Tag and guitarjazz like this.
  7. dsimon665

    dsimon665 Supporting Member

    Messages:
    1,558
    Joined:
    Jan 12, 2007
    Location:
    19-tone, CA
    Good question - I think it was a general point he was making. Of course, if there's a generic form like rhythm changes, one can at least identify it as rhythm changes. Specific contrafacts can have unique parts to them, and/or people might mix and match. Identifying those levels requires knowing the specific changes of that tune - and/or the history of development of the tune (sometimes based off of another contrafact).

    At a high level, a 12-bar blues form can be recognized even if its been reharmonized (Steely Dan - Peg).

    its kind of like "taxonomic rank" in biological classification (species, genus, family ...) However, recognizing a specific species might not guarantee someone can recognize the higher levels of classifications, or recognize differences in other classifications at the same level.
     
    strike3 and guitarjazz like this.
  8. StevenA

    StevenA Member

    Messages:
    3,574
    Joined:
    Mar 11, 2005
    Location:
    Warren, NJ
    I’d like to discuss the solo , and it’s apparent lack of any reference to the melody. I found a bounty full of solos that, to me, have no connection to the melody. So, is that somewhat overrated?
     
  9. guitarjazz

    guitarjazz Member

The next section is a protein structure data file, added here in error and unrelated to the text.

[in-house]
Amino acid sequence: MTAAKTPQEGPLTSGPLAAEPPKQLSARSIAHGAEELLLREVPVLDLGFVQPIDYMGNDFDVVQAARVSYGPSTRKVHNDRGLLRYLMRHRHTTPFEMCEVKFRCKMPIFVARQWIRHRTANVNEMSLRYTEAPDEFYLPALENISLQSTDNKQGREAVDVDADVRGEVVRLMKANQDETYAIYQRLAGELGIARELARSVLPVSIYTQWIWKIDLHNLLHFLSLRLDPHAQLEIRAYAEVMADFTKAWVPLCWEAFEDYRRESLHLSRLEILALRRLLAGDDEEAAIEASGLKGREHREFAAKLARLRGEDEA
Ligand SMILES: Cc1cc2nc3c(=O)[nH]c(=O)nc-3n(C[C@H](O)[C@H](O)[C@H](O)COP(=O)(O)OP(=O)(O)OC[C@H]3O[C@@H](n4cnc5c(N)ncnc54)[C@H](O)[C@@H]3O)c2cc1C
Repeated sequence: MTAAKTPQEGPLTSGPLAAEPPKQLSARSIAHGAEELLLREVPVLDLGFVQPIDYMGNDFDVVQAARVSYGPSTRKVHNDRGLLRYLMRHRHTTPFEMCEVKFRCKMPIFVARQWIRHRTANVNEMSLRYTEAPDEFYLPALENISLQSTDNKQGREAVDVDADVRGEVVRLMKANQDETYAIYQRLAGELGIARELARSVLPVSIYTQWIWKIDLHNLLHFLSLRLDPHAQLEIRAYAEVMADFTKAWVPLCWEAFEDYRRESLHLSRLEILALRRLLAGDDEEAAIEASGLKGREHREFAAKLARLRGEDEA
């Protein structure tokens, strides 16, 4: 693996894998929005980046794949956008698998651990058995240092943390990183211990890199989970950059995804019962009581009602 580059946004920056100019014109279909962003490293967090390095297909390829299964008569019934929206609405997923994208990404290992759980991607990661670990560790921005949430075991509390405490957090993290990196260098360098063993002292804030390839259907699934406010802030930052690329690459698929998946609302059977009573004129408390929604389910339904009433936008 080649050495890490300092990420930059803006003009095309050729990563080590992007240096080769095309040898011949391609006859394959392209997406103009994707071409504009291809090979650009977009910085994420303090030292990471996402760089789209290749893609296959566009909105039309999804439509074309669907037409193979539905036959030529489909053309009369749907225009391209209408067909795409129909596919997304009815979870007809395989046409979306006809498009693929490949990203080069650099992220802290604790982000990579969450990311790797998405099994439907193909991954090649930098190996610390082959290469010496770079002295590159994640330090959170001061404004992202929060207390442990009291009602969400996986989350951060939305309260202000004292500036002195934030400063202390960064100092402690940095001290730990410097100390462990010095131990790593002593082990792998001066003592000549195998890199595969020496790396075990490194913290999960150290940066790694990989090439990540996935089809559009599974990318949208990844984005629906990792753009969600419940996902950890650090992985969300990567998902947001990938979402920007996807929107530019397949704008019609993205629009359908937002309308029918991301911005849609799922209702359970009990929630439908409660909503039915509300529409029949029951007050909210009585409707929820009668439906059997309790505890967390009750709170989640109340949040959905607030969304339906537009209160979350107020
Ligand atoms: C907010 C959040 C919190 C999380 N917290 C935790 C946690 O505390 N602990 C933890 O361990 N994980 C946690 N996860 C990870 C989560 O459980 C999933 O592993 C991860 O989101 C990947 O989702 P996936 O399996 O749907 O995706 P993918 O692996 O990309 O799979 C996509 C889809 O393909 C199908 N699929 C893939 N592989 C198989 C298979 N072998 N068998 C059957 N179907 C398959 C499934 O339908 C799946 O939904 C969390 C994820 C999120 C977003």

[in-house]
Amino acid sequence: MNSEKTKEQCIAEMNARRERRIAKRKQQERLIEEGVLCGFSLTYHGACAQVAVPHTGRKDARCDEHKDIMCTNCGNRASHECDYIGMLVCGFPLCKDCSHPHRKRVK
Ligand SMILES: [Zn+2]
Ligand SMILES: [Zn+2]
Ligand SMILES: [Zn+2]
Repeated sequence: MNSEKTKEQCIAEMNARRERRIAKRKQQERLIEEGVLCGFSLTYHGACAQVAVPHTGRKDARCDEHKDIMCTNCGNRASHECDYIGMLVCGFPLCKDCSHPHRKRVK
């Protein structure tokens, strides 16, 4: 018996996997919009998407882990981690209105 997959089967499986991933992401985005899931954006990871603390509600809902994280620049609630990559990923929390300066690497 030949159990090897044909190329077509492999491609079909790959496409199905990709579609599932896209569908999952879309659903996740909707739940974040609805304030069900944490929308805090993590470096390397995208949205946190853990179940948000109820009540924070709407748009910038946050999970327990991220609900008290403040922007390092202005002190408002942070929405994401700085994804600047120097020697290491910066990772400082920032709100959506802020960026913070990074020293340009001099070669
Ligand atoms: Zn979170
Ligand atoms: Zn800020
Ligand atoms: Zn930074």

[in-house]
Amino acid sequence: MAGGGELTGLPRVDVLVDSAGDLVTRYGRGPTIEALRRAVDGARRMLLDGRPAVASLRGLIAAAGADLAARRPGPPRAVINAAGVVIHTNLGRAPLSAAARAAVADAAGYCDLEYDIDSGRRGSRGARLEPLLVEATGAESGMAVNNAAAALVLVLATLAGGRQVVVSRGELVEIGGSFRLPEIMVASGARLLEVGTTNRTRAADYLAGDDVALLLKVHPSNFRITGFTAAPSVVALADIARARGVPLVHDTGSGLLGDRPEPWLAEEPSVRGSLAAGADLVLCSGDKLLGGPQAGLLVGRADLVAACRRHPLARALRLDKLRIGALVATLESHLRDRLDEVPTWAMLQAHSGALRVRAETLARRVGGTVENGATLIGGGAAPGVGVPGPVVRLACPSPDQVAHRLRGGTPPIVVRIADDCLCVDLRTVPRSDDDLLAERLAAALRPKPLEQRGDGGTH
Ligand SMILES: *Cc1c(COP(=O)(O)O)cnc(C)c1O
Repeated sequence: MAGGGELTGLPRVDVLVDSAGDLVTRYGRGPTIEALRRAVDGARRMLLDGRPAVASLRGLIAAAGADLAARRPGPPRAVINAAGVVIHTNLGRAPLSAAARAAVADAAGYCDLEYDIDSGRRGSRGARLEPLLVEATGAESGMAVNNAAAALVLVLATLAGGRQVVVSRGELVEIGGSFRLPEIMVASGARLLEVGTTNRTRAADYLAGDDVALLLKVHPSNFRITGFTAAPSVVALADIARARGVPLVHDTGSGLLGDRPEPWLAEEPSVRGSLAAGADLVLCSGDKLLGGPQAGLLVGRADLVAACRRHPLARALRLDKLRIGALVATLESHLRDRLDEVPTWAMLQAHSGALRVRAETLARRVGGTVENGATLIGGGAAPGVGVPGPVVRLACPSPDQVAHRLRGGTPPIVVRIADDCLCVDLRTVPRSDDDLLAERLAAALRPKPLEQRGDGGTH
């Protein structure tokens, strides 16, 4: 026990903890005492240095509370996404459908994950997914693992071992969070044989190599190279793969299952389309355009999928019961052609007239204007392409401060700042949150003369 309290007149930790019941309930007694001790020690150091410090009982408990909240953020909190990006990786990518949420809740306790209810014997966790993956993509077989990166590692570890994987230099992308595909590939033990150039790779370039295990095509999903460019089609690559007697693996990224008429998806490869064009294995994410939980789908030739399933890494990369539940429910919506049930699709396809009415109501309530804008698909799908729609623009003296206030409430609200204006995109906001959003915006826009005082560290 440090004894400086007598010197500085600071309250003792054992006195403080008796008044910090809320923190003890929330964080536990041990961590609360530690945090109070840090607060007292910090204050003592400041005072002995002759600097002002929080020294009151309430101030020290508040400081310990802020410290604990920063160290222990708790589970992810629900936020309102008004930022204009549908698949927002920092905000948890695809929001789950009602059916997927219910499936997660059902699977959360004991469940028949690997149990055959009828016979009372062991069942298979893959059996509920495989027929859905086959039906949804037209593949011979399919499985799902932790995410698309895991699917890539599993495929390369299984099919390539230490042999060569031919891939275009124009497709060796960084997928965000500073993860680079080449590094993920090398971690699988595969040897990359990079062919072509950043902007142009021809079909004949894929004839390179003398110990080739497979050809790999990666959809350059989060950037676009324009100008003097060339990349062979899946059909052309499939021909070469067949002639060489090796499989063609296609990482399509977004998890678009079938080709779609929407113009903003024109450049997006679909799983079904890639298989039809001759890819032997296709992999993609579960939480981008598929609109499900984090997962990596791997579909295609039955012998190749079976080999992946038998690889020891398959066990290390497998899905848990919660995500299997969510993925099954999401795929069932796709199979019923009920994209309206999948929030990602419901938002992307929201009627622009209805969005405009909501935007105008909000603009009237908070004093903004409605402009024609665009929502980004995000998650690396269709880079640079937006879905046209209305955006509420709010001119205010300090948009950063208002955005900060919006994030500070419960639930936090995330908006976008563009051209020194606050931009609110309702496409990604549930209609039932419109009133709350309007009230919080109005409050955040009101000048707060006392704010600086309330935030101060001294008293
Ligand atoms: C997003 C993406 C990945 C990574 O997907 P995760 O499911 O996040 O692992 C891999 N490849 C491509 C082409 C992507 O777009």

Messages:
    18,150
    Joined:
    Dec 29, 2009
    Name that tune:
     
  10. guitarjazz

    guitarjazz Member

    Messages:
    18,150
    Joined:
    Dec 29, 2009
    Giant Steps is terribly overrated.
     
  11. StevenA

    StevenA Member

    Messages:
    3,574
    Joined:
    Mar 11, 2005
    Location:
    Warren, NJ
    You involved in that?
     
  12. dewey decibel

    dewey decibel Supporting Member

    Messages:
    9,606
    Joined:
    Apr 12, 2005
    Location:
    we eat a lot of cheese and drink a lot of beer
    There’s no rules as to what defines a good solo. For any example you give you can find another which does the opposite (probably even in Methany’s own catalog).

    But yes, when learning this stuff a common goal is to be able to pick out the chord changes based on the lines. As in, if there’s no accompaniment you can still “hear” the changes within the solo, if that makes sense. But to say it’s a requirement is silly IMO...
     
    dsimon665 likes this.
  13. guitarjazz

    guitarjazz Member

    Messages:
    18,150
    Joined: